The Coronavirus crisis has shut down public life, and bans on large gatherings could extend well beyond the end of April. The 2020 Democratic National Convention is scheduled for July 15th. What happens if it has to be canceled?

Given the number of people involved, rescheduling it for a later date would be a nightmare. Canceling it could be a political disaster. What if they hold it and people get sick?

David Siders of Politico looks at the big political picture of the Democrat effort to oust Trump in the age of Coronavirus:

How coronavirus blew up the plan to take down Trump

For many Democrats, it’s the election of a lifetime. Yet the question preoccupying the party for several days this month was whether their presumptive presidential nominee, Joe Biden, could get the webcast working in his rec room.

It was a telling obsession, one that revealed the extent of the party’s anxiety as it comes to a nail-biting conclusion: Despite all the arguments Democrats have crafted and all the evidence they have amassed against Donald Trump, his reelection is likely to rise or fall on his handling of the coronavirus crisis and its fallout alone.

“It’s the most dramatic example I can think of in my lifetime about how you cannot control the agenda,” said Les Francis, a Democratic strategist and former deputy White House chief of staff in the Carter administration.

The most fascinating part is when Siders focuses on the Democratic convention:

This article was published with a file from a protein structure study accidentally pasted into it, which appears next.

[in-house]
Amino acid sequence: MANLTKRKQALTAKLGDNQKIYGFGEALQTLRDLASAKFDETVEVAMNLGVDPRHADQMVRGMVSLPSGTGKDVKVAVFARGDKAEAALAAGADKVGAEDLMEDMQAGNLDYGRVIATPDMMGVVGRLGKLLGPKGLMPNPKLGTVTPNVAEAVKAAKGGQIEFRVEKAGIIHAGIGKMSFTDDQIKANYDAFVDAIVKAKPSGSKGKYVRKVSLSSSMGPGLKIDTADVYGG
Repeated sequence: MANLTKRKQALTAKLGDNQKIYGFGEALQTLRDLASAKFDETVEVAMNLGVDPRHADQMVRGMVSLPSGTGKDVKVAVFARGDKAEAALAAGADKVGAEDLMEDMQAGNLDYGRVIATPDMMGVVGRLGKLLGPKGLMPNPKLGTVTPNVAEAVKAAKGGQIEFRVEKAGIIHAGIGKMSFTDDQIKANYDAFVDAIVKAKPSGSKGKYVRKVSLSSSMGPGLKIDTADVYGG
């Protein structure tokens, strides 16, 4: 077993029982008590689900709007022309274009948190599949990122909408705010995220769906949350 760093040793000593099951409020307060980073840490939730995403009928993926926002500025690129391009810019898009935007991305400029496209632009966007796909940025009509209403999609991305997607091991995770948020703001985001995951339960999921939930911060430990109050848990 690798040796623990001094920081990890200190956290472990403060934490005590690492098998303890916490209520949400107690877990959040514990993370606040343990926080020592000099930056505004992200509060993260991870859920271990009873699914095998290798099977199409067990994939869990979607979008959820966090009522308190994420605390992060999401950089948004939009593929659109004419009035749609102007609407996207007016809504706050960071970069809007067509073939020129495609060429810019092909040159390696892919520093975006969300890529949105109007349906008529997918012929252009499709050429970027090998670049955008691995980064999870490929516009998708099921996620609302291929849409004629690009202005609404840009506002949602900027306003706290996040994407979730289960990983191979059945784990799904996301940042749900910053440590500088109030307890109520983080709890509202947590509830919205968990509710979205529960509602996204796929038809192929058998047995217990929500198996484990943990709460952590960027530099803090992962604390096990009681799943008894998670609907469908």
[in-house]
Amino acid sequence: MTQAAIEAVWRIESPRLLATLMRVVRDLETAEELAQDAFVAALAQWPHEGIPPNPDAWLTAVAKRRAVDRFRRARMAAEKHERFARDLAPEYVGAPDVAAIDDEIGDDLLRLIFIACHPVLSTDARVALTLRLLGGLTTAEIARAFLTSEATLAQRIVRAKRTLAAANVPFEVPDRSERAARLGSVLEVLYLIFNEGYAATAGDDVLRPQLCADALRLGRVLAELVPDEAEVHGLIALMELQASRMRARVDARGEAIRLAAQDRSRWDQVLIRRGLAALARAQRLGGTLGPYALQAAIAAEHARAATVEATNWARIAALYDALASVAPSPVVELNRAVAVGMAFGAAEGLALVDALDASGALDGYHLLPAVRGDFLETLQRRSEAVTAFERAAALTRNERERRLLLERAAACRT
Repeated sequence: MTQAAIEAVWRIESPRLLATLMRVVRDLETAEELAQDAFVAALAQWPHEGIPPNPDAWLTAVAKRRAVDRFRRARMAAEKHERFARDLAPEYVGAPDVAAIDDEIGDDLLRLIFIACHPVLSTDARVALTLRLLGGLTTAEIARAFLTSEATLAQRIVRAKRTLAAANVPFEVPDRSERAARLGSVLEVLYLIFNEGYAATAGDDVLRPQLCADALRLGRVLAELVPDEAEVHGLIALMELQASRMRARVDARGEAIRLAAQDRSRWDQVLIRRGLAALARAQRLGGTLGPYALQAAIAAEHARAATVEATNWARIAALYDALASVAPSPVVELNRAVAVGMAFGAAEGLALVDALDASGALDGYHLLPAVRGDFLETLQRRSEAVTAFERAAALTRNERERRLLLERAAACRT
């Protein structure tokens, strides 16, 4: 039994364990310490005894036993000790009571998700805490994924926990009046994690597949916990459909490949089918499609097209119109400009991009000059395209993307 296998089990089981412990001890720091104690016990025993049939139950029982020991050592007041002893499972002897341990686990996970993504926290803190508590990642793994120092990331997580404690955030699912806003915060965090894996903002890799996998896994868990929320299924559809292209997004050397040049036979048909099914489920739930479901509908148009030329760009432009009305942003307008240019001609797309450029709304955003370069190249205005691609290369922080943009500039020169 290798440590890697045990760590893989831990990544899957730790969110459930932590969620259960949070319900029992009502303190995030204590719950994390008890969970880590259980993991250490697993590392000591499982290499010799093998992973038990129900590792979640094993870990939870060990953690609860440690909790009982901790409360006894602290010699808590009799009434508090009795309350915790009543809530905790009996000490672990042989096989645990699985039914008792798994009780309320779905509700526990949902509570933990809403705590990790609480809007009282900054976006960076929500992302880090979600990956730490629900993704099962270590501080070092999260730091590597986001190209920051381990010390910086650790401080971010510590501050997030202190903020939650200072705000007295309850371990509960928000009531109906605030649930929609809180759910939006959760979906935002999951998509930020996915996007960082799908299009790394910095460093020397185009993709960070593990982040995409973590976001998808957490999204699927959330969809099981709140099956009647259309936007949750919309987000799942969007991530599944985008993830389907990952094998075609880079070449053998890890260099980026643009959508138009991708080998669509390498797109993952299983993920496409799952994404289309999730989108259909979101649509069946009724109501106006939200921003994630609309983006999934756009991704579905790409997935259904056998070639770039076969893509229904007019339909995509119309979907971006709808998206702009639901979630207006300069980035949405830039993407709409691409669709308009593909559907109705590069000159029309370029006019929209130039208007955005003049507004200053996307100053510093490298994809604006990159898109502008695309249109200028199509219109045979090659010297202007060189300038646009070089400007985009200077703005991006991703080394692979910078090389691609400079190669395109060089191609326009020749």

One problem for Democrats is that the nation’s battle with coronavirus — and Trump’s position at the center of it — may go on for months. The party’s marquee political event, the Democratic National Convention, scheduled for July, is the subject of contingency planning in case the coronavirus still precludes large crowds from gathering. DNC officials said last week that planning is moving forward for the Milwaukee event. But many Democrats are doubtful — and fearful of a worst-case scenario in which the pandemic upends the Democratic convention, but not the Republican gathering the following month.

“It matters for this reason,” said Bob Mulholland, a DNC member from California. “That Thursday night speech by our nominee could be seen by 50 to 60 million Americans, most of them who haven’t paid a minute of attention to the primary. That’s the conversation that takes us to winning.”

He said, “If we have to cancel and Trump has a convention with 40,000 people screaming and yelling … that’s an advantage to Trump, because nobody saw us except some text they got, and then they watched Trump.”

Jay Jacobs, chairman of the New York Democratic Party, suggested last week that Democrats should at least consider putting their convention off until late August. Even if the coronavirus pandemic has eased by late spring, he said, “everybody’s going to be absolutely exhausted.”

Would Democrats try to hold the event remotely on television and the internet with people making speeches in studios? Joe Biden has already proved this is not one of his strong suits.

What happens if Biden still doesn’t have the required number of delegates? Will they try to settle this with the voting app that failed them during the Iowa primary? So many things could go wrong.

No convention would mean no speeches from Obama, Warren, Bernie, or celebrities. The adoring media coverage of those speeches would also be non-existent.

If Republicans have to cancel their national convention in August, it would disappoint many people but it wouldn’t matter nearly as much, politically.

There wouldn’t be any dispute over the nominee, and as an incumbent, Trump has the advantage of near constant media exposure.

This March 14th tweet from the Democratic Convention’s official Twitter account is the most recent word on the subject. It looks like they’re still going forward for now:

That could easily change and it will have huge implications if it does.

 

 
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